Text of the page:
On July 31 2013, New Testament PhD student Hilde Brekke Møller published a blog post on the existence of Christ. This was reported on the front page of Norwegian Christian newspaper Vårt Land on August 8 2013, which again triggered a debate, which was probably Møller’s intent, to create ‘publicity’ around the research on the historical Jesus. On August 9, 2013, I got a comment on my blog from some John, which can be related to Møller’s post. I’ll quote the relevant bits:
Did Saint Jesus of Galilee (who never ever in any sense a Christian) really utter any of the words attributed to him in the “New” Testament, or is the “New” Testament essentially a work of religious fiction?
John cites an article, «The Forgotten Spiritual Esotericism of Saint Jesus and the Christian Social Exotericism That Succeeded It» by the Avataric Great Sage, Adi Da Samraj, and a webpage on Jesus. I will not dwelve deeply upon these, neither of which seems to be terribly preoccupied with academic credibility. I’ll take as my starting points the opening paragraph of the article:
Apart from the words about Jesus of Galilee that appear in the “New Testament”, there is virtually no evidence for Jesus’ existence. References to Jesus, to a movement in response to him, and to people who were his followers only begin to appear years (and even decades) after the time when (as it is “reported” in the “New Testament”) Jesus is commonly presumed to have lived—yet, there is no historical evidence for Jesus’ existence that is contemporary with the time Jesus purportedly lived.
The first thing we see here, is that Samraj does not recognise the New Testament as historically relevant or credible. We further see that he betrays a great deal of ignorance about historical research when he uses as one of his key points that the New Testament was written «years (and even decades) after the time when (as it is “reported” in the “New Testament”) Jesus is commonly presumed to have lived.» I have absolutely no idea why Samraj would find that problematic, unless he knows absolutely nothing about historical research. Would he say the same things about Caesar? One thing that strikes me about Samraj, is that he produces a string of claims, yet serves next to no arguments. He points out that Paul never knew Jesus when he walked upon earth, yet he fails to show how that is relevant. He makes the claim that all Paul was preoccupied with was to exploit (or even invent) Jesus in order to be a ‘church-maker’ or an ‘institutionalizer.’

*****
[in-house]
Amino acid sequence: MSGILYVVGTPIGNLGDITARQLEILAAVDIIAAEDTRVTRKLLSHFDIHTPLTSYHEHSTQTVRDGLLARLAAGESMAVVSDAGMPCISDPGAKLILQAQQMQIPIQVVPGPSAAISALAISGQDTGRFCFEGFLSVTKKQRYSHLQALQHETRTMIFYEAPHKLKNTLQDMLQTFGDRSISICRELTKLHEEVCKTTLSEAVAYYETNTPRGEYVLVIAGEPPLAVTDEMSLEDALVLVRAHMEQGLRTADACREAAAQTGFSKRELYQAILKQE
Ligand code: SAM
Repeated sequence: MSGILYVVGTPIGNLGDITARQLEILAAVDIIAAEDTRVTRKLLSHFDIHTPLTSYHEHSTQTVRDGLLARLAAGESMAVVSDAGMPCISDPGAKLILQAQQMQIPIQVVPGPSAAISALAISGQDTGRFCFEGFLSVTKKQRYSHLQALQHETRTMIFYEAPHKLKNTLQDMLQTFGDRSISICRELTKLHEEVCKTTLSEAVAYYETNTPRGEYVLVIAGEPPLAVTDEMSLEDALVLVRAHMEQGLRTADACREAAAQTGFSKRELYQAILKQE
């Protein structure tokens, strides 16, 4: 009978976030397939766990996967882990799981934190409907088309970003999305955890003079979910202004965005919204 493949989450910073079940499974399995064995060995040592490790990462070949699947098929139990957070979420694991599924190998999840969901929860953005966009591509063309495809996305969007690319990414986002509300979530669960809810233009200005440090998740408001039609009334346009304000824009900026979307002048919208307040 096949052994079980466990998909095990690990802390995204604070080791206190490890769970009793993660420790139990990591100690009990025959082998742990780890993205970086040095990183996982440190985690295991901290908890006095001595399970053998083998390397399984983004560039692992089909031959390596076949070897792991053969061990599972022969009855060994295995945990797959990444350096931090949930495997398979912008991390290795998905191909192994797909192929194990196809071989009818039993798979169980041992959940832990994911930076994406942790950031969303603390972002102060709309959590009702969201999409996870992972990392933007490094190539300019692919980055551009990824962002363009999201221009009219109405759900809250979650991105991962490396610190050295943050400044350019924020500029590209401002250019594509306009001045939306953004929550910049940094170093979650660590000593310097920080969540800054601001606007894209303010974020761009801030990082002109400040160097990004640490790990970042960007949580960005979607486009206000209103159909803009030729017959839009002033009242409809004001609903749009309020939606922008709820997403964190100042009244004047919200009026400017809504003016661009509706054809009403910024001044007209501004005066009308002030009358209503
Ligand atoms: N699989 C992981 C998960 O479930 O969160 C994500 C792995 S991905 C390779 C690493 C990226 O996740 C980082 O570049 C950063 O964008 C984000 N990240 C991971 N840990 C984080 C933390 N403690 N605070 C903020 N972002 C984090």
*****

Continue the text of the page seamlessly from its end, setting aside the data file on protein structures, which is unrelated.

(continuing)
He claims that «[all] the stories in the Gospels about Jesus’ early life before he began to preach are myths,» yet fails to produce even a single piece of evidence or a single argument to back up his claim. In academia, conclusions are made after arguments and evidence is produced, not before, and if you fail to produce arguments and evidence, your audience have absolutely no duty to agree with your claims. As the old saying goes: Quod gratis asseritur, gratis negatur – what is asserted without reason may be denied without reason.
When Samraj makes the claim that «[relative] to nearly all of the life-stories about Jesus, the writers of the Gospels could not have been making use of information of a factual nature in order to “record” historical fact,» I would love to see the evidence of that. I see none. He asks: «Where, how, and from whom would they have acquired such information?» Well, they could have been with Christ, they could have talked to people who were with Christ, they could have asked all kinds of people all kinds of questions – just like any biographer. And it is quite telling that Samraj points out that «the presence of remarkable contradictions between the separate accounts in the Gospels is one of the outstanding indicators that make it obvious that the Gospels are a form of literature, rather than of historical reporting.» First, what kind of contradictions are Samraj referring to? It is not my duty to find out, it is his duty to reference them. And does Samraj even know what the word literature means? It seems as if he has read somewhere that the New Testament is literature, and has concluded that this makes it fictitious. But literature is anything written – from historical reports to letters.
Samraj seems to disregard the New Testament because it is religious. But there are no compelling reasons why we ought to to disregard it on that basis. It is also painfully obvious that the reason Samraj rejects the historical credibility of the New Testament is that he represents another religion. Maybe he has read the New Testament and has come to the conclusion that Jesus must be followed if the New Testament is true. I see no other reason for his rejection of the historically ‘obvious’ fact that Jesus of Nazareth was a historical figure.
For some relevant literature, see three books by N.T. Wright in his series Christian Origins and the Question of God (COQG): The New Testament and the People of God (COQG, vol. I. 1st North American edition. Fortress Press 1992); Jesus and the Victory of God (COQG, vol. II. Fortress Press 1997); and The Resurrection of the Son of God (COQG, vol. III. Fortress Press 2003).